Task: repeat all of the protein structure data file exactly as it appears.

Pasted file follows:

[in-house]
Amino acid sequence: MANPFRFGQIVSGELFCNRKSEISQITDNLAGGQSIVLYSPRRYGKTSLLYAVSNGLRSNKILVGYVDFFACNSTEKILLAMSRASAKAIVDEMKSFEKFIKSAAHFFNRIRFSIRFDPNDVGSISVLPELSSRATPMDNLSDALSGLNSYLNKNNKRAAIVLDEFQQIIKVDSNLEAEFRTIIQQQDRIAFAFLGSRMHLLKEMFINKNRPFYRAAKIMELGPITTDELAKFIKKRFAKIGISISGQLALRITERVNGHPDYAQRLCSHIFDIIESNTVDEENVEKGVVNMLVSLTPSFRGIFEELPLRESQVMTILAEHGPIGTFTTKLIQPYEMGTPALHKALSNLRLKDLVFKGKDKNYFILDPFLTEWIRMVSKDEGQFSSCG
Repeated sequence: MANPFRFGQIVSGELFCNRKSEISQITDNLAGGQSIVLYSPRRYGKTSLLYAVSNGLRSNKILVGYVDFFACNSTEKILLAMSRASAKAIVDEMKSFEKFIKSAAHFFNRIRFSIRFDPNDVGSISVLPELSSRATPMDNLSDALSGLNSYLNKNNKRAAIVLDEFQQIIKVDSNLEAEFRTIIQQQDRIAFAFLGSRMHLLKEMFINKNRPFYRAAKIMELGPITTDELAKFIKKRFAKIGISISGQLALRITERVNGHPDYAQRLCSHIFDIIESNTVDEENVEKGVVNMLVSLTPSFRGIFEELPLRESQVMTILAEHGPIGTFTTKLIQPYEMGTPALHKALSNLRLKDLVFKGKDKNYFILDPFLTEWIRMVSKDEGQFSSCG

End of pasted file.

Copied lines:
[in-house]
Amino acid sequence: MANPFRFGQIVSGELFCNRKSEISQITDNLAGGQSIVLYSPRRYGKTSLLYAVSNGLRSNKILVGYVDFFACNSTEKILLAMSRASAKAIVDEMKSFEKFIKSAAHFFNRIRFSIRFDPNDVGSISVLPELSSRATPMDNLSDALSGLNSYLNKNNKRAAIVLDEFQQIIKVDSNLEAEFRTIIQQQDRIAFAFLGSRMHLLKEMFINKNRPFYRAAKIMELGPITTDELAKFIKKRFAKIGISISGQLALRITERVNGHPDYAQRLCSHIFDIIESNTVDEENVEKGVVNMLVSLTPSFRGIFEELPLRESQVMTILAEHGPIGTFTTKLIQPYEMGTPALHKALSNLRLKDLVFKGKDKNYFILDPFLTEWIRMVSKDEGQFSSCG
Repeated sequence: MANPFRFGQIVSGELFCNRKSEISQITDNLAGGQSIVLYSPRRYGKTSLLYAVSNGLRSNKILVGYVDFFACNSTEKILLAMSRASAKAIVDEMKSFEKFIKSAAHFFNRIRFSIRFDPNDVGSISVLPELSSRATPMDNLSDALSGLNSYLNKNNKRAAIVLDEFQQIIKVDSNLEAEFRTIIQQQDRIAFAFLGSRMHLLKEMFINKNRPFYRAAKIMELGPITTDELAKFIKKRFAKIGISISGQLALRITERVNGHPDYAQRLCSHIFDIIESNTVDEENVEKGVVNMLVSLTPSFRGIFEELPLRESQVMTILAEHGPIGTFTTKLIQPYEMGTPALHKALSNLRLKDLVFKGKDKNYFILDPFLTEWIRMVSKDEGQFSSCG